I have read quite a few YA books, and I must admit, I do not believe I have read any, which gave me such a detailed look into the life of a homeless teen. This was quite interesting, in that Rain had lived isolated from the outside world in a sort of compound. Her sheltered existence showed in her observations and the narration as she sometimes seemed childlike. When King took her into to the city for her birthday, her inability to interact with strangers and her discomfort with the world at lar I have read quite a few YA books, and I must admit, I do not believe I have read any, which gave me such a detailed look into the life of a homeless teen. This was quite interesting, in that Rain had lived isolated from the outside world in a sort of compound. Her sheltered existence showed in her observations and the narration as she sometimes seemed childlike. When King took her into to the city for her birthday, her inability to interact with strangers and her discomfort with the world at large was obvious. I will say, Rain grew some through the experience, and there was even (what I think) an "event" to punctuate her maturation. I will also say, that this book is beautifully written. Kolby is a true wordsmith, and there was this gorgeous ethereal quality to her writing. My problem with the book was that there seemed to be so many holes. I felt like I was being held responsible for making those leaps, but I would have liked to have been told some things explicitly. And the ending. Well, let's just say....I kept flipping back and forth, thinking I missed something, but nope. It was that abrupt and vague. Overall: An interesting look at the challenges facing homeless youth, but too many unresolved plot threads left me frustrated.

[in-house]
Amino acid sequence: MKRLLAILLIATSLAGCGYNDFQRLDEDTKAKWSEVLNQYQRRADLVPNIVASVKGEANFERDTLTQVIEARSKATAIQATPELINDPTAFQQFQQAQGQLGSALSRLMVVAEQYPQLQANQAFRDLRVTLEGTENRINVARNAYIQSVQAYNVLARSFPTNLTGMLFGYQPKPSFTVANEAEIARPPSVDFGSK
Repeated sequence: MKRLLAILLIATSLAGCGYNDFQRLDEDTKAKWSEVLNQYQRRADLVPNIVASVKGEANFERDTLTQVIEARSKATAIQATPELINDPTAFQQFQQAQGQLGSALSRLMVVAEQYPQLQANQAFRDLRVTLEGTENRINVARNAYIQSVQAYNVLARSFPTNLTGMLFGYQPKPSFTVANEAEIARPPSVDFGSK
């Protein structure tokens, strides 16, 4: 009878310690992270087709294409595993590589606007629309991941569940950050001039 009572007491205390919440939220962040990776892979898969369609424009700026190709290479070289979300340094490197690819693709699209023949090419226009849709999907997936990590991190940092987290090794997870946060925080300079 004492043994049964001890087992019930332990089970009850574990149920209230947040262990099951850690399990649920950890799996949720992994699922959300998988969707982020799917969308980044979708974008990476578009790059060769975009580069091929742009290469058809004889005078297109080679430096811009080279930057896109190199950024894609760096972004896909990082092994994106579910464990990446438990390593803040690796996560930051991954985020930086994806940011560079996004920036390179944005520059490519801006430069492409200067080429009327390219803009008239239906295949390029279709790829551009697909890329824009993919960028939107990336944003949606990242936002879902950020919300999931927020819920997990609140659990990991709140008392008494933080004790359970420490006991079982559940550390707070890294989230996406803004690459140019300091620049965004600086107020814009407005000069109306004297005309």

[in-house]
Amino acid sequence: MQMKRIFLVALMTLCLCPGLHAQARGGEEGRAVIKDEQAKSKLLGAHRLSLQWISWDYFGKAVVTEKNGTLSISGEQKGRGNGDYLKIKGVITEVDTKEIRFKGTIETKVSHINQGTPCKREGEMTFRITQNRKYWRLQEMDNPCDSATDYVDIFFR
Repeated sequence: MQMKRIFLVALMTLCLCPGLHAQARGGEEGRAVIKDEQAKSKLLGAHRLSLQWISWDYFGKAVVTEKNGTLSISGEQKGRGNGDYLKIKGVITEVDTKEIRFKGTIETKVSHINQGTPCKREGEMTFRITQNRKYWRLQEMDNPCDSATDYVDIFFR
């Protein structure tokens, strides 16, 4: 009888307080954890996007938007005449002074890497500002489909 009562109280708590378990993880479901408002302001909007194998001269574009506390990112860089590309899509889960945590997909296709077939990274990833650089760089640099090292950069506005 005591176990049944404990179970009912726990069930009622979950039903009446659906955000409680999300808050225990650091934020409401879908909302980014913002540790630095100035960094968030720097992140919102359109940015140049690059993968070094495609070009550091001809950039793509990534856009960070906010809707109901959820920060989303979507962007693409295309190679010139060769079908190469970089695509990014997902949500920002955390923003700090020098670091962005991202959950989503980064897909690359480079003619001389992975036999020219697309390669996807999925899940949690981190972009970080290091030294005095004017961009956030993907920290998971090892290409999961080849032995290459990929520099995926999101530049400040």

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  • Madison